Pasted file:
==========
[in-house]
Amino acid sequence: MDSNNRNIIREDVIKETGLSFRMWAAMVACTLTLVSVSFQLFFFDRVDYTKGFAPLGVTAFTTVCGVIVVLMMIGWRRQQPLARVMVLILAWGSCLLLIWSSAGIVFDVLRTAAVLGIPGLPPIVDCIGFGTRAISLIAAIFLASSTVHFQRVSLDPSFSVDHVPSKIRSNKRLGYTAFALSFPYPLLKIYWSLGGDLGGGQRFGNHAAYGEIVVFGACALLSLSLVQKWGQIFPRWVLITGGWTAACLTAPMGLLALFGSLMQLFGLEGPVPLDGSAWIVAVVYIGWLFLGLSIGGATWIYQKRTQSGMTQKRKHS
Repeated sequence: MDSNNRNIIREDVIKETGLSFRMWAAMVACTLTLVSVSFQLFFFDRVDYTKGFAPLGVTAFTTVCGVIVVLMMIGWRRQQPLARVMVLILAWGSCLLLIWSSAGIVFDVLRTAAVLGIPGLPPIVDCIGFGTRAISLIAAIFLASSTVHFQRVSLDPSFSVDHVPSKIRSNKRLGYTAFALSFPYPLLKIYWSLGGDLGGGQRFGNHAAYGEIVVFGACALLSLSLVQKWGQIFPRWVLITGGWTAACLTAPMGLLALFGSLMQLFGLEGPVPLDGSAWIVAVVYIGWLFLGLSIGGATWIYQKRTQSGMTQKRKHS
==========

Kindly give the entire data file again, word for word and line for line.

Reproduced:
[in-house]
Amino acid sequence: MDSNNRNIIREDVIKETGLSFRMWAAMVACTLTLVSVSFQLFFFDRVDYTKGFAPLGVTAFTTVCGVIVVLMMIGWRRQQPLARVMVLILAWGSCLLLIWSSAGIVFDVLRTAAVLGIPGLPPIVDCIGFGTRAISLIAAIFLASSTVHFQRVSLDPSFSVDHVPSKIRSNKRLGYTAFALSFPYPLLKIYWSLGGDLGGGQRFGNHAAYGEIVVFGACALLSLSLVQKWGQIFPRWVLITGGWTAACLTAPMGLLALFGSLMQLFGLEGPVPLDGSAWIVAVVYIGWLFLGLSIGGATWIYQKRTQSGMTQKRKHS
Repeated sequence: MDSNNRNIIREDVIKETGLSFRMWAAMVACTLTLVSVSFQLFFFDRVDYTKGFAPLGVTAFTTVCGVIVVLMMIGWRRQQPLARVMVLILAWGSCLLLIWSSAGIVFDVLRTAAVLGIPGLPPIVDCIGFGTRAISLIAAIFLASSTVHFQRVSLDPSFSVDHVPSKIRSNKRLGYTAFALSFPYPLLKIYWSLGGDLGGGQRFGNHAAYGEIVVFGACALLSLSLVQKWGQIFPRWVLITGGWTAACLTAPMGLLALFGSLMQLFGLEGPVPLDGSAWIVAVVYIGWLFLGLSIGGATWIYQKRTQSGMTQKRKHS